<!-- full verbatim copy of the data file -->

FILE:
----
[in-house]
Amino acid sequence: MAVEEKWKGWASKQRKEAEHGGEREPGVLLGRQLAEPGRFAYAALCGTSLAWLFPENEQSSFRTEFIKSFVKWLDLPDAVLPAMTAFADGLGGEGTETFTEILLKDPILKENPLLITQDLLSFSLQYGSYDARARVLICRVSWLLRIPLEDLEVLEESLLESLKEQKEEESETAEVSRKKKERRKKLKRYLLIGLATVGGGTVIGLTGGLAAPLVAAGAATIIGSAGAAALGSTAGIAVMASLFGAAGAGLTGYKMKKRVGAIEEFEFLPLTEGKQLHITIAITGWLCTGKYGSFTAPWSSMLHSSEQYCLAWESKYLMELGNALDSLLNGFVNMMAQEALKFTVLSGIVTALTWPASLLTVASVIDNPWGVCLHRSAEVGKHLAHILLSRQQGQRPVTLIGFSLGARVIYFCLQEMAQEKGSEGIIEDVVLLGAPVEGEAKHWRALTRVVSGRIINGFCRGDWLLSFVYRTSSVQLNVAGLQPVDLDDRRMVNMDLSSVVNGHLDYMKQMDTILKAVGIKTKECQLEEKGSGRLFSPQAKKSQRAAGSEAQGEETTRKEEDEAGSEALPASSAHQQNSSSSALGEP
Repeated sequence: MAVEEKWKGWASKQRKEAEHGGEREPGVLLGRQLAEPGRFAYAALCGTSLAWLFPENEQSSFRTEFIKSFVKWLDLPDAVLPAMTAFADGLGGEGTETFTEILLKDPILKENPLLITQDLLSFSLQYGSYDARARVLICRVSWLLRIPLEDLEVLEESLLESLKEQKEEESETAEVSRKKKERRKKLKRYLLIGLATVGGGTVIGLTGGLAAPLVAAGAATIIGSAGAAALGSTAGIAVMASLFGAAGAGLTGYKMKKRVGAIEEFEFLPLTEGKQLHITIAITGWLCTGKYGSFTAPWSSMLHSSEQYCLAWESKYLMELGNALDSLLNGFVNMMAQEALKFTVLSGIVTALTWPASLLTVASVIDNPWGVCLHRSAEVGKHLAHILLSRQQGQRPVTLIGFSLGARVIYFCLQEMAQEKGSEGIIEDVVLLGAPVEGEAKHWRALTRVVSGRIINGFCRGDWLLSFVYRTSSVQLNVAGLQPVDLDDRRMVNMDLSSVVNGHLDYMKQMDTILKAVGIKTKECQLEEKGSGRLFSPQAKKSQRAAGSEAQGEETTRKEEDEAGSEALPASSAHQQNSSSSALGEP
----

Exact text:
[in-house]
Amino acid sequence: MAVEEKWKGWASKQRKEAEHGGEREPGVLLGRQLAEPGRFAYAALCGTSLAWLFPENEQSSFRTEFIKSFVKWLDLPDAVLPAMTAFADGLGGEGTETFTEILLKDPILKENPLLITQDLLSFSLQYGSYDARARVLICRVSWLLRIPLEDLEVLEESLLESLKEQKEEESETAEVSRKKKERRKKLKRYLLIGLATVGGGTVIGLTGGLAAPLVAAGAATIIGSAGAAALGSTAGIAVMASLFGAAGAGLTGYKMKKRVGAIEEFEFLPLTEGKQLHITIAITGWLCTGKYGSFTAPWSSMLHSSEQYCLAWESKYLMELGNALDSLLNGFVNMMAQEALKFTVLSGIVTALTWPASLLTVASVIDNPWGVCLHRSAEVGKHLAHILLSRQQGQRPVTLIGFSLGARVIYFCLQEMAQEKGSEGIIEDVVLLGAPVEGEAKHWRALTRVVSGRIINGFCRGDWLLSFVYRTSSVQLNVAGLQPVDLDDRRMVNMDLSSVVNGHLDYMKQMDTILKAVGIKTKECQLEEKGSGRLFSPQAKKSQRAAGSEAQGEETTRKEEDEAGSEALPASSAHQQNSSSSALGEP
Repeated sequence: MAVEEKWKGWASKQRKEAEHGGEREPGVLLGRQLAEPGRFAYAALCGTSLAWLFPENEQSSFRTEFIKSFVKWLDLPDAVLPAMTAFADGLGGEGTETFTEILLKDPILKENPLLITQDLLSFSLQYGSYDARARVLICRVSWLLRIPLEDLEVLEESLLESLKEQKEEESETAEVSRKKKERRKKLKRYLLIGLATVGGGTVIGLTGGLAAPLVAAGAATIIGSAGAAALGSTAGIAVMASLFGAAGAGLTGYKMKKRVGAIEEFEFLPLTEGKQLHITIAITGWLCTGKYGSFTAPWSSMLHSSEQYCLAWESKYLMELGNALDSLLNGFVNMMAQEALKFTVLSGIVTALTWPASLLTVASVIDNPWGVCLHRSAEVGKHLAHILLSRQQGQRPVTLIGFSLGARVIYFCLQEMAQEKGSEGIIEDVVLLGAPVEGEAKHWRALTRVVSGRIINGFCRGDWLLSFVYRTSSVQLNVAGLQPVDLDDRRMVNMDLSSVVNGHLDYMKQMDTILKAVGIKTKECQLEEKGSGRLFSPQAKKSQRAAGSEAQGEETTRKEEDEAGSEALPASSAHQQNSSSSALGEP